Public not told of spill for days


A Baltimore pumping station discharged 10.3 million gallons of untreated sewage into a Chesapeake Bay tributary over the weekend, and city officials admitted yesterday that they failed to notify the public or even the mayor.

City Health Commissioner Peter L. Beilenson issued a health warning to Dundalk area residents near Colgate Creek in Southeast Baltimore shortly after he was informed about the discharge yesterday afternoon - more than three days after it began.

Under the warning, all water activity in the creek - such as fishing, crabbing or swimming - is banned until further notice. Beilenson said the spill has not affected drinking water in the area.

Richard McIntire, a spokesman for the Maryland Department of the Environment, said the state views the discharge as a serious matter and could take enforcement action against the city. Although the creek is in an industrial area, McIntire said some people fish and crab in the waters.

"It's a major [sewer] line in the largest city in the state so it would have to be a considered a major spill," McIntire said.

Kurt Kocher, spokesman for the Baltimore Department of Public Works, said the raw sewage was dumped into the creek after a 45-year-old valve broke Friday at the city-owned Dundalk pumping station, which feeds sewage to the Back River Wastewater Treatment Plant.

The sewage flow began about 3:20 p.m. Friday and wasn't stopped until about 10:44 Saturday morning, officials said.

Kocher said sewage was diverted to the creek, which runs between the Dundalk and Seagirt marine terminals on its way to the Patapsco River and the bay, in order to avoid a backup that could have affected homes and businesses in the Dundalk area.

"We did what we had to do to protect the public health," Kocher said.

U.S. Environmental Protection Agency officials said yesterday they were not familiar with the circumstances of Friday's spill, but they stressed that routine maintenance problems should not lead to large sewage spills.

"They should be able to do other things in terms of diverting the flow," said Mike Burke, director of government relations for EPA's mid-Atlantic region. "While it's sometimes understandable to have overflow events during heavy rains, it's not acceptable to have sewage overflows whenever there's equipment failure."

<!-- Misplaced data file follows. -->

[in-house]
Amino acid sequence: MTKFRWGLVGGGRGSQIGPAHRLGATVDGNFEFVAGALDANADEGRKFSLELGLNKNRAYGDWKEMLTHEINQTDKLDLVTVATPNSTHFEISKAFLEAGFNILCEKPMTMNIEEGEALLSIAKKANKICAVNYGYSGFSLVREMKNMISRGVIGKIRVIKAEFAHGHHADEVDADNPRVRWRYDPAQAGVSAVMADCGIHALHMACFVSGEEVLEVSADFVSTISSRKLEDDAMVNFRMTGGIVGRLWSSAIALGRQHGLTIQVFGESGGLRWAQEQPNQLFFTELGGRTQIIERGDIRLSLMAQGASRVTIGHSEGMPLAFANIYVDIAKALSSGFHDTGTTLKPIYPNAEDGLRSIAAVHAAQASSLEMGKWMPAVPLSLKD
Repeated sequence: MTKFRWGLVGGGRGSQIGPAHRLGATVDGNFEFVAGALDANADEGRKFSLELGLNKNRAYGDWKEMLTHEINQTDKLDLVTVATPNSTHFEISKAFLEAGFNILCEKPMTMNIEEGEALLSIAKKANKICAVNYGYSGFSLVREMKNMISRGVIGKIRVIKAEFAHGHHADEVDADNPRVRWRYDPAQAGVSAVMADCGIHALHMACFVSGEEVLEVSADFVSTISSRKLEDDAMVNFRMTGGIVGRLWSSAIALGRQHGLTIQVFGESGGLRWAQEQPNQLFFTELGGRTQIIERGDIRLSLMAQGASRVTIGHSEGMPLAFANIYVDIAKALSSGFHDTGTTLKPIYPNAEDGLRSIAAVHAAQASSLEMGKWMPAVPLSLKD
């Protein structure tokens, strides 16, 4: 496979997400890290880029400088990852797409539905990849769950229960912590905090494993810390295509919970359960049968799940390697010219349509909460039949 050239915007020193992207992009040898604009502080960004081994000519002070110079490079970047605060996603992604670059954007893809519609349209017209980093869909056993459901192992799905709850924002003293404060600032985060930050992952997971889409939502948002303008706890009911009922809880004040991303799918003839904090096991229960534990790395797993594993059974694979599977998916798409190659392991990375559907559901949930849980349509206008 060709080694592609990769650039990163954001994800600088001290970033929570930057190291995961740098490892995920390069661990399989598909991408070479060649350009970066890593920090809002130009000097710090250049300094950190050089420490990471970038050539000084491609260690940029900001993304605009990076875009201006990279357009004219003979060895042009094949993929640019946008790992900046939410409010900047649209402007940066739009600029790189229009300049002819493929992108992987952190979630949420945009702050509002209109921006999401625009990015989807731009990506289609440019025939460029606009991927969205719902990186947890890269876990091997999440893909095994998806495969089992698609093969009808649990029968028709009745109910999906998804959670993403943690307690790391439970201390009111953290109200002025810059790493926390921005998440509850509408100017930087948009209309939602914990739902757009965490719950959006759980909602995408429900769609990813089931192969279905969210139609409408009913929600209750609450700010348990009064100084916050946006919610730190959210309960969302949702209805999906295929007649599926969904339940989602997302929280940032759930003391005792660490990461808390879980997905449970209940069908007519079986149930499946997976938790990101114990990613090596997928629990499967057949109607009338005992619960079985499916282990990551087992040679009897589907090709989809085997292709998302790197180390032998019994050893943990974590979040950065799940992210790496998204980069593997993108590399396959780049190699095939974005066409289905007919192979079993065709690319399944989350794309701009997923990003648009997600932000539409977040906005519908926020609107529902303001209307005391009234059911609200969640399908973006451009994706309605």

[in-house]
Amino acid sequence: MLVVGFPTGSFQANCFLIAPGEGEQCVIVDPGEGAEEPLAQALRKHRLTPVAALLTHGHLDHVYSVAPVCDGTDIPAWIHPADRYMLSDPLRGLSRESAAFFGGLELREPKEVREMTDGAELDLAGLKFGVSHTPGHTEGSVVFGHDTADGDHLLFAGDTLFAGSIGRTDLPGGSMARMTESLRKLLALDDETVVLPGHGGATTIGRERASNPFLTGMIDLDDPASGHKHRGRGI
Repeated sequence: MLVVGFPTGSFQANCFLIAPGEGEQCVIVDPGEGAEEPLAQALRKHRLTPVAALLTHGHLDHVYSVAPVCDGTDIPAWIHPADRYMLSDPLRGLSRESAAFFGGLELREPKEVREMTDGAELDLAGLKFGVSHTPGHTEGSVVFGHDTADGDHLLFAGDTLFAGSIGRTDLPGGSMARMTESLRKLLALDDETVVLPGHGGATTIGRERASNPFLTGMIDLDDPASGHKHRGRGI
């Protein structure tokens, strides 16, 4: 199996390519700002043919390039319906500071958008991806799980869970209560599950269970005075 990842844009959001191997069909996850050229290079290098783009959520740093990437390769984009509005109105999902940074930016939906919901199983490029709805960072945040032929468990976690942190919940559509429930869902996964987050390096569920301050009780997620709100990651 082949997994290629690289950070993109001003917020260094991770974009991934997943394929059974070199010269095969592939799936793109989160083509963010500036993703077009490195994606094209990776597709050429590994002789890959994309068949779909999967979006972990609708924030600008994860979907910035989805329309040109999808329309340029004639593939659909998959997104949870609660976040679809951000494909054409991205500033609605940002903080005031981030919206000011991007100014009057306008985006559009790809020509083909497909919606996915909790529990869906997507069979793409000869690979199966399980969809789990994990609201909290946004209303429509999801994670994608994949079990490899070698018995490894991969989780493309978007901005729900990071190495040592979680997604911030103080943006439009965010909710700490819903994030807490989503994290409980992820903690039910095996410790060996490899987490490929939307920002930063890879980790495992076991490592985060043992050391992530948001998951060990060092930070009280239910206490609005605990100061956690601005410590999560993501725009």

George Winfield, the city's director of public works, said he learned about the problem late Friday but did not think it necessary to notify the public.

"We did not feel that the impact was going to be as great as if it was discharged into a residential area," he said.

Winfield said that as of late yesterday, he had not notified the office of Mayor Martin O'Malley, who was traveling in Ireland. "That was a lapse in communications on the part of the Department of Public Works," he said.

O'Malley spokesman Tony White, who learned about the discharge from a reporter, said the mayor was traveling and could not be reached for comment. But he predicted his boss would not be pleased.

Beilenson said subordinates learned about the problem Friday but had decided that posting a health warning was not necessary. He said he was not told of their decision.

"I'm disturbed at how it was handled within our department," Beilenson said.

Kocher played down the importance of the discharge, saying it was "not some kind of environmental disaster." He noted that 10 million gallons is a small fraction of the 240 million gallons of wastewater the city treats every day.

"It's unpleasant, it's unhealthy, but it will take care of itself relatively quickly," Kocher said. "This is not a body of water where people are fishing or boating."

But McIntire, whose department has its headquarters near the site, said the area should have been posted with notice of the discharge, which has the potential to cause viral and bacterial contamination.

"This creek is fished and crabbed quite a bit," he said.

McIntire said he was aware of no fish kills as a result of the discharge. But untreated sewage is rich in nitrogen, the principal pollutant endangering the bay.

In 1997, the EPA sued the city over problems at the city's Patapsco sewage treatment plant and at a water treatment plant. The lawsuit was settled with a series of pledges from the city to improve its operations.

Burke said yesterday that the EPA "continues to have concerns" about maintenance and day-to-day operations at both of the city's sewage treatment plants. He said sewage spills are a violation of the city's EPA permit.

Under the Clean Water Act, Burke said, the EPA could issue the city a warning letter or impose fines of up to $27,500 per violation per day.

McIntire said Friday's spill was much bigger than those the state agency routinely deals with.

Winfield said last night - more than 48 hours after the discharge had ended - that he had not yet received a report from bureau chief Amar Sokhey on what had gone wrong. "I'm not sure if it's a temporary fix," he said. "I don't know the extent of the problem."

Winfield said Sokhey was having a hard time getting calls returned by the workers who handled the discharge over the weekend.

The latest discharge follows an incident last September when 24 million gallons of raw sewage spilled from a pumping station in Hampden into the Inner Harbor. That spill took place in the midst of heavy rainfall from a tropical storm, which flooded the Hampden station.

Theresa Pierno, Maryland executive director of the Chesapeake Bay Foundation, said the city seems to have developed a "habit" of dumping sewage into the harbor. "It's a policy and a procedure that they're doing and its got to stop," Pierno said.

Sun staff writer Rafael Alvarez contributed to this article.

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